Magazine article AI Magazine

"Always Interesting": Al in the News

Magazine article AI Magazine

"Always Interesting": Al in the News

Article excerpt

http://www.aaai.org/aitopics/html/current.html

Farms Fund Robots to Replace Migrant Fruit Pickers. Eliza Strickland. Wired. June 21, 2007 (www.wired. com). "As if the debate over immigration and guest worker programs wasn't complicated enough, now a couple of robots are rolling into the middle of it. Vision Robotics, a San Diego company, is working on a pair of robots that would trundle through orchards plucking oranges, apples or other fruit from the trees. In a few years, troops of these machines could perform the tedious and labor-intensive task of fruit picking that currently employs thousands of migrant workers each season. The robotic work has been funded entirely by agricultural associations, and pushed forward by the uncertainty surrounding the migrant labor force. Farmers are 'very, very nervous about the availability and cost of labor in the near future,' says Vision Robotics CEO Derek Morikawa."

Robot Invasion - A World Ruled By Robots May Not Be Far Off. Ed Boyle. CBS News. June 21, 2007 (www.cbsnews.com). "The British Government has just paid a great deal of human taxpayers' hard cash for a special report into the rights of tomorrow's robots. Rights? What conceivable rights would a tin can on wheels ever deserve, you may ask? Well, if it has some kind of built-in artificial intelligence then, according to the Government advisers, it might be entitled to social security benefits, free housing and even healthcare. ... In your country the Pentagon is designing an airborne robot hitman capable of tracking and killing. Tell it who to take out. It decides how and when to do the job. But over here we're thinking of giving it the right to go on strike."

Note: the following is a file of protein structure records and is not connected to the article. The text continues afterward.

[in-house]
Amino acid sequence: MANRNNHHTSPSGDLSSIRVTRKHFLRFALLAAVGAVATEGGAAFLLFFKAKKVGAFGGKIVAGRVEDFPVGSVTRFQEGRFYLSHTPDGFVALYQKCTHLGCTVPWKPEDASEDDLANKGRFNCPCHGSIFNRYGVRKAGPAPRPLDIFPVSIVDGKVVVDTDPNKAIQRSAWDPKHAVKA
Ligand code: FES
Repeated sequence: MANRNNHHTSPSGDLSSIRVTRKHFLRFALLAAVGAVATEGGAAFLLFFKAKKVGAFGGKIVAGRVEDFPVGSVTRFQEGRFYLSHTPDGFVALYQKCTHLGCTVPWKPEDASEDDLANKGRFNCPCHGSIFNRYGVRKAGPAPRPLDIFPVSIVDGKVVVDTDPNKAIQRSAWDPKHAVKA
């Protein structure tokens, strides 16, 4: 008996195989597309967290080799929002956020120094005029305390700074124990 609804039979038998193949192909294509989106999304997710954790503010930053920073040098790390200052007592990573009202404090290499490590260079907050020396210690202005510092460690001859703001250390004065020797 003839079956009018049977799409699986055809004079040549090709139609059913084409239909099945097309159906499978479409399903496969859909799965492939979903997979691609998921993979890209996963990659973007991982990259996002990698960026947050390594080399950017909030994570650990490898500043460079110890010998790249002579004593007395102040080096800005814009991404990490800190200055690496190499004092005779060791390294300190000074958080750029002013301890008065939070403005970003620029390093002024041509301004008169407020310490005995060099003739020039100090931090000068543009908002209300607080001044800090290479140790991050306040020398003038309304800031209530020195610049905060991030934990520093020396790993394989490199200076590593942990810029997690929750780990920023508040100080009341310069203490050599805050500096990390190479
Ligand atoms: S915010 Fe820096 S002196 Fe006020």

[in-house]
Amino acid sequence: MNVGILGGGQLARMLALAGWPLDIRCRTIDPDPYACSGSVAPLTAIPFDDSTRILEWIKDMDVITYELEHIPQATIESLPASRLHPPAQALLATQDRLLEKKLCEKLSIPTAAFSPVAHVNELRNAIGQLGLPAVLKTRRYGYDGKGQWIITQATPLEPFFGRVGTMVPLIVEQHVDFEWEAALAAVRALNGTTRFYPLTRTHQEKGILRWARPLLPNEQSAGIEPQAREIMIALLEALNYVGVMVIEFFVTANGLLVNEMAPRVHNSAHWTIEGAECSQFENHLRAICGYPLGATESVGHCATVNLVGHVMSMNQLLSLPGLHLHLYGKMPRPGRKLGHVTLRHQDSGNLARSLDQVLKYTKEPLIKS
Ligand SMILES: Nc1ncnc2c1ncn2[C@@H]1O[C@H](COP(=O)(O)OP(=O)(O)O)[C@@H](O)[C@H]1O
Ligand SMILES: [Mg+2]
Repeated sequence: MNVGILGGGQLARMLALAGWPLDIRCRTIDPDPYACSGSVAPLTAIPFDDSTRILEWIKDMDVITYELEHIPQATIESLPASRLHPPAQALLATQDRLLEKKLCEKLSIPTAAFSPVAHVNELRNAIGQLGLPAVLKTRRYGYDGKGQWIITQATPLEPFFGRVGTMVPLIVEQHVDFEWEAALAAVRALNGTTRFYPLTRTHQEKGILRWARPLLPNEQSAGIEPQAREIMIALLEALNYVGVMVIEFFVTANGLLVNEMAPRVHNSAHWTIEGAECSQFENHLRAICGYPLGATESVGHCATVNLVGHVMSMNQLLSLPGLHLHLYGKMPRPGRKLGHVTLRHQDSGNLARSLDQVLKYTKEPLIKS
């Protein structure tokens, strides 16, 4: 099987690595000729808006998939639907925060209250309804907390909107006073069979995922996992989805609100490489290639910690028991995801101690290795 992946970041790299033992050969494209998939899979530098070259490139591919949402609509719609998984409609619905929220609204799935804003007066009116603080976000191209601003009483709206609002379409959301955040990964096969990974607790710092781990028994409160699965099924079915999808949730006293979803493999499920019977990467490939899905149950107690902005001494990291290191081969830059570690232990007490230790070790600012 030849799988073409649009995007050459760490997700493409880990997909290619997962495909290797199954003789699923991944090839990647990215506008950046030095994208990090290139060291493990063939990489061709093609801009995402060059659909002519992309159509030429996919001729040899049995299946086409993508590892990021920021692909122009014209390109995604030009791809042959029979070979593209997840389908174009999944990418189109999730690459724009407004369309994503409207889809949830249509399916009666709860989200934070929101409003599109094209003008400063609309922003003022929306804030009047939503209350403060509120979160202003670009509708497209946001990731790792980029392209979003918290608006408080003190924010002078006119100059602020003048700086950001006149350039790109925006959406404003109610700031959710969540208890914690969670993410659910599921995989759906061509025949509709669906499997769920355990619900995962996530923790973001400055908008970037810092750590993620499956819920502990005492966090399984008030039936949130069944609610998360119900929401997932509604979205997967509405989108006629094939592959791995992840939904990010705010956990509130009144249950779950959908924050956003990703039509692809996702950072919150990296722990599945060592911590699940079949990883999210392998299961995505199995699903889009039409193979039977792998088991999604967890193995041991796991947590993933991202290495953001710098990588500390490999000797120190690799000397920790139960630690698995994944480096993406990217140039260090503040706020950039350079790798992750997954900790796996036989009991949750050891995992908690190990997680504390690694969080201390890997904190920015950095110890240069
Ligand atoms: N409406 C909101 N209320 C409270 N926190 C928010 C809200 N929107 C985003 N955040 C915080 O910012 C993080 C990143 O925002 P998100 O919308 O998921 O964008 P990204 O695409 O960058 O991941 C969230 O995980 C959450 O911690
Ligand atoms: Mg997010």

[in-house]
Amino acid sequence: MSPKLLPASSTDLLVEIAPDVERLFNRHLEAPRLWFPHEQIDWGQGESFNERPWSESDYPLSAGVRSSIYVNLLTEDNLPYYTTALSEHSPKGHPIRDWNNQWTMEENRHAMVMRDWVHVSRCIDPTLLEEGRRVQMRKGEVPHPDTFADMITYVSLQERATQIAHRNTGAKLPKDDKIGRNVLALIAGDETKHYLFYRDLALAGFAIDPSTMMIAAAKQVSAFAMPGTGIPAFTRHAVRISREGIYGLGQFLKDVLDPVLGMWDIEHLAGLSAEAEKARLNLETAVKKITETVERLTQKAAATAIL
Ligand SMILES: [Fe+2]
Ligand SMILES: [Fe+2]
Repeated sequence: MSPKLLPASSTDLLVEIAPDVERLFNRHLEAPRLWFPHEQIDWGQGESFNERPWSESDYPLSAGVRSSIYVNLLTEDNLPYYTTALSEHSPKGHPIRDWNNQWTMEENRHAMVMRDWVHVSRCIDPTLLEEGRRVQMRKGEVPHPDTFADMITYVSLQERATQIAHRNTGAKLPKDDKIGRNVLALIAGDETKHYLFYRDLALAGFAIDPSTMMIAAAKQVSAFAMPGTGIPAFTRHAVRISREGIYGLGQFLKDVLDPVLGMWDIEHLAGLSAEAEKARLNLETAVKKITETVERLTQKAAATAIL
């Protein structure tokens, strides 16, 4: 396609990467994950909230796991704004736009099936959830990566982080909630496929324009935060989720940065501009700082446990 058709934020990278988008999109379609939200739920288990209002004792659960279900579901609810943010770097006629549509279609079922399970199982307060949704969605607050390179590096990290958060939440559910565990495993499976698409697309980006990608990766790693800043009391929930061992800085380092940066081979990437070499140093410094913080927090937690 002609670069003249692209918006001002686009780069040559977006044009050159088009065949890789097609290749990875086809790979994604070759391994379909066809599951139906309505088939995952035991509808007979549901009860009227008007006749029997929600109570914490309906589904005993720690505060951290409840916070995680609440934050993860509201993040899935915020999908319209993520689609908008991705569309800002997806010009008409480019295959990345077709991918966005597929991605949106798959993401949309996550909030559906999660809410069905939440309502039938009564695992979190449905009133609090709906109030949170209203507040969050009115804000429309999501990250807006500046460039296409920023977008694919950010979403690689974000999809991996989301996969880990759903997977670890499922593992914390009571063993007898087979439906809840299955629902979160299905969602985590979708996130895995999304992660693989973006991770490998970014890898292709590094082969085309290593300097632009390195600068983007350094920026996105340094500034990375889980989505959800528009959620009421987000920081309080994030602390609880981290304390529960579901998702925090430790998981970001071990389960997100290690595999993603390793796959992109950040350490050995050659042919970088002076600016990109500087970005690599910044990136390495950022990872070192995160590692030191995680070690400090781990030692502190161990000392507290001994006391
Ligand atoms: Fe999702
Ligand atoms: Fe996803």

Computers Read News, and Trade on It Quickly. Kevin Plumberg. Reuters. June 25, 2007 (www.reuters. com). "It takes a person about 10 minutes to read a 2,500-word, front-page feature story in the Wall Street Journal. Computer programs increasingly being used by investors to parse news stories can process one in about three onehundredths of a second. ... Rather than just highlight words or phrases, some of the most sophisticated news mining platforms can take multiple strands of news from wire agencies and Web sites and score the significance of various items."

Algorithmic Trading - Ahead of the Tape. The Best Newsreaders May Soon be Computers. The Economist. June 21, 2007 (www.economist. com). "As the time taken to process computer-generated trades falls to thousandths of a second, algorithms are being created to react to news headlines faster than the eye can scan them. Dow Jones and Reuters, the news providers, now offer electronically 'tagged' news products that algorithms pick up to make programmed trading decisions. ... Britain's Financial Services Authority, a regulator, also hopes to use algorithms to comb through trading data to find hints of suspicious activity, which it reckons takes place before about a quarter of all takeover announcements. Algorithmic trading accounts for a third of all share trades in America and the Aite Group, a consultancy, reckons it will make up more than half the share volumes and a fifth of options trades by 2010. ... According to TowerGroup, a research firm, $480M is likely to be spent in America this year on developing technology for algorithmic trading. ... Now that trading algorithms are reading the news, are they also getting the story faster than journalists can? ... Eventually, the news may come from reading the algorithmic trades, not the other way around."

Big Brother Is Watching You... and He's a Computer. The Threat of Cameras Combined with Artificial Intelligence. …

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